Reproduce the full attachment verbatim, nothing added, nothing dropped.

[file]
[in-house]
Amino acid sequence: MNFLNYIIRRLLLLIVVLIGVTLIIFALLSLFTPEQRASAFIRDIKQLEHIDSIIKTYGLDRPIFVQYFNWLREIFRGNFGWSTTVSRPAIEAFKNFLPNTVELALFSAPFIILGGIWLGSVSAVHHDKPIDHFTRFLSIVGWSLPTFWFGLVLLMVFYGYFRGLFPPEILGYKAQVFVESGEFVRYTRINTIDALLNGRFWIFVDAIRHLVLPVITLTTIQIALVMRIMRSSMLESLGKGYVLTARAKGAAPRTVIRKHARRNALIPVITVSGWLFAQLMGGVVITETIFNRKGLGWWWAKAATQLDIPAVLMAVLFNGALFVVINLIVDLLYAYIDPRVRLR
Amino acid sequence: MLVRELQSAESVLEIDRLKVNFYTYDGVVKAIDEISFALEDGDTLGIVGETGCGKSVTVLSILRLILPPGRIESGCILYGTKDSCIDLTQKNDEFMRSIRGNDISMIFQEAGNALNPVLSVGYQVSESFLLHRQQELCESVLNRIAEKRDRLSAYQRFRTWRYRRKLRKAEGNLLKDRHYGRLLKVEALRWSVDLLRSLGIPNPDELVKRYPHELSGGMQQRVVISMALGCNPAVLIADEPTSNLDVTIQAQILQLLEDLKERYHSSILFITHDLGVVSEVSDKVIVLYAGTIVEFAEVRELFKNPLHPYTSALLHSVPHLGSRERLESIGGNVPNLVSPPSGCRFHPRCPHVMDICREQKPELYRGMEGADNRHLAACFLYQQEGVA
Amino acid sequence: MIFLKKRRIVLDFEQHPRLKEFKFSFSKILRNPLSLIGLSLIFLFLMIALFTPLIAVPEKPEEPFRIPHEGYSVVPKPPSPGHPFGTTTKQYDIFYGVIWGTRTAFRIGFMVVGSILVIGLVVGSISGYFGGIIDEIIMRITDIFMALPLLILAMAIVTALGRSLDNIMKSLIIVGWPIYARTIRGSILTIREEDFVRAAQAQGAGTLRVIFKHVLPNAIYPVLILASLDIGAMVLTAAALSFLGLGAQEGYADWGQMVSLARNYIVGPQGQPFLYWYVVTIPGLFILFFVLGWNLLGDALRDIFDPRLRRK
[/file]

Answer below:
[in-house]
Amino acid sequence: MNFLNYIIRRLLLLIVVLIGVTLIIFALLSLFTPEQRASAFIRDIKQLEHIDSIIKTYGLDRPIFVQYFNWLREIFRGNFGWSTTVSRPAIEAFKNFLPNTVELALFSAPFIILGGIWLGSVSAVHHDKPIDHFTRFLSIVGWSLPTFWFGLVLLMVFYGYFRGLFPPEILGYKAQVFVESGEFVRYTRINTIDALLNGRFWIFVDAIRHLVLPVITLTTIQIALVMRIMRSSMLESLGKGYVLTARAKGAAPRTVIRKHARRNALIPVITVSGWLFAQLMGGVVITETIFNRKGLGWWWAKAATQLDIPAVLMAVLFNGALFVVINLIVDLLYAYIDPRVRLR
Amino acid sequence: MLVRELQSAESVLEIDRLKVNFYTYDGVVKAIDEISFALEDGDTLGIVGETGCGKSVTVLSILRLILPPGRIESGCILYGTKDSCIDLTQKNDEFMRSIRGNDISMIFQEAGNALNPVLSVGYQVSESFLLHRQQELCESVLNRIAEKRDRLSAYQRFRTWRYRRKLRKAEGNLLKDRHYGRLLKVEALRWSVDLLRSLGIPNPDELVKRYPHELSGGMQQRVVISMALGCNPAVLIADEPTSNLDVTIQAQILQLLEDLKERYHSSILFITHDLGVVSEVSDKVIVLYAGTIVEFAEVRELFKNPLHPYTSALLHSVPHLGSRERLESIGGNVPNLVSPPSGCRFHPRCPHVMDICREQKPELYRGMEGADNRHLAACFLYQQEGVA
Amino acid sequence: MIFLKKRRIVLDFEQHPRLKEFKFSFSKILRNPLSLIGLSLIFLFLMIALFTPLIAVPEKPEEPFRIPHEGYSVVPKPPSPGHPFGTTTKQYDIFYGVIWGTRTAFRIGFMVVGSILVIGLVVGSISGYFGGIIDEIIMRITDIFMALPLLILAMAIVTALGRSLDNIMKSLIIVGWPIYARTIRGSILTIREEDFVRAAQAQGAGTLRVIFKHVLPNAIYPVLILASLDIGAMVLTAAALSFLGLGAQEGYADWGQMVSLARNYIVGPQGQPFLYWYVVTIPGLFILFFVLGWNLLGDALRDIFDPRLRRK